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Phone Number: 01603 704040
Fax Number: 01603 704047
Minicom Number: 01603 704044
Email: sensorysupport@norfolk.gov.uk

Visual Stress

Visual Stress/Meares Irlen Syndrome

Assessment for Meares Irlen Syndrome

What is visual stress (Meares Irlen Syndrome?)

 


 

Visual Stress, also known as Meares Irlen Syndrome, is thought to occur when visual information is processed in the visual cortex.  The symptoms most frequently reported are print distortion and rapid fatigue when reading, with associated poor tolerance to glare, frequent headache and eye discomfort.  In individuals who are susceptible to visual stress   there appears to be a sensitivity  o gratings (striped patterns), especially in high contrast. (Thus as print becomes smaller and more closely spaced it becomes a grating and increasingly problematic). Visual stress is not a problem with the functioning of the eye itself and the symptoms do not respond to conventional optometric treatment.  However many people who experience visual stress find that coloured filters (overlays) or precision tinted lenses eliminate or reduce their symptoms and allow them to read for longer and in greater comfort.  Other simple modifications in the classroom such as using coloured paper, changing the background colour of a computer screen or spacing writing on the board can also be helpful.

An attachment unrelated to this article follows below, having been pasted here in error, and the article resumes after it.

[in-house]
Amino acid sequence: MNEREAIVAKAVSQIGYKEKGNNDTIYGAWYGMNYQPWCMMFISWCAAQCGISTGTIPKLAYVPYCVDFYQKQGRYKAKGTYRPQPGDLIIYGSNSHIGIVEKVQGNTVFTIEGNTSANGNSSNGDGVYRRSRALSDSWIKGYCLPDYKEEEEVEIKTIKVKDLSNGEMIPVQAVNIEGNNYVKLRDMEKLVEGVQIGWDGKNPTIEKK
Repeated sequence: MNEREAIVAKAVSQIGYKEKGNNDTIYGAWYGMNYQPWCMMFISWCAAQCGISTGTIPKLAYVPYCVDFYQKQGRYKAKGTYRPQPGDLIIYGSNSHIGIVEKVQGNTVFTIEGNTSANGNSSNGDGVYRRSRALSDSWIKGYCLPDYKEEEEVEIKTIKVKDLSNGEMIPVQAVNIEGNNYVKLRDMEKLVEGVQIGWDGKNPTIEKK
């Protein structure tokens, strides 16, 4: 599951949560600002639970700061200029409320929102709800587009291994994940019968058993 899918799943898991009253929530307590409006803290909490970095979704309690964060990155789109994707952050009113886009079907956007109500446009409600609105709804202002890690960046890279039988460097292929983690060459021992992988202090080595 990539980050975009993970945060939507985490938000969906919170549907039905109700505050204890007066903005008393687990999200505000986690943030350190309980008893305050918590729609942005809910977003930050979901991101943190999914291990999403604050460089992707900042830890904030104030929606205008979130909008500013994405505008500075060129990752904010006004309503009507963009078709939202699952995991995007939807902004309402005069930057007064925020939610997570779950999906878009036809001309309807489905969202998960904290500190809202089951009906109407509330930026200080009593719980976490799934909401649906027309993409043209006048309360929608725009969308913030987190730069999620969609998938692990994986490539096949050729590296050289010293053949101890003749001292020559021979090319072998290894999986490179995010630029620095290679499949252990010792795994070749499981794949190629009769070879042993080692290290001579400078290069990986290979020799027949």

The colour which helps seems to be specific to individuals and people need different colours for their overlay or lenses.  The colour that a person requires needs to be chosen with precision, sampling a large number of colours comprehensively and systematically

 

What are the symptoms of visual stress?

 

  • movement of print – vibration, shifting side to side or up and down; words breaking up; words joining up; letters muddling; three dimensional movement, movement of surrounding words; movement of words at the beginning and end of lines; words seeming to fall off the page.
  • blurring of print – print which is small and closely spaced causes most problems.  High contrast black ink on white paper is often visually stressful.  Print often appears clear when first looked at and the distortions increase in severity as the student continues to read.  Sometimes looking away or closing the eyes will clarity, but this improvement is usually short lived.
  • letters seeming to change size.
  • doubling of letters, extra letters appearing at the end of words.
  • letters fading, becoming darker or flashing.
  • patterns appearing in the dark print or the white spaces.
  • illusions of colour - blobs of colour moving across the page, distracting the reader or obscuring words; highlights around letters or words, (sometimes these extend to auras of light or rainbows around people and objects.)
  • tiredness; nausea; dizziness; eye discomfort or even pain.
  • frequent headaches 

 

What happens at the assessment carried out by Virtual School Sensory Support?


An assessment is only carried out after an examination by a health care professional (optomatrist/ophthalmologist) has eliminated problems with the eye by examining refraction, binocular vision, accommodation, colour vision etc..

Aim of the assessment:

  1. to determine whether a further examination by an eye care professional is required to exclude conventional optometric problems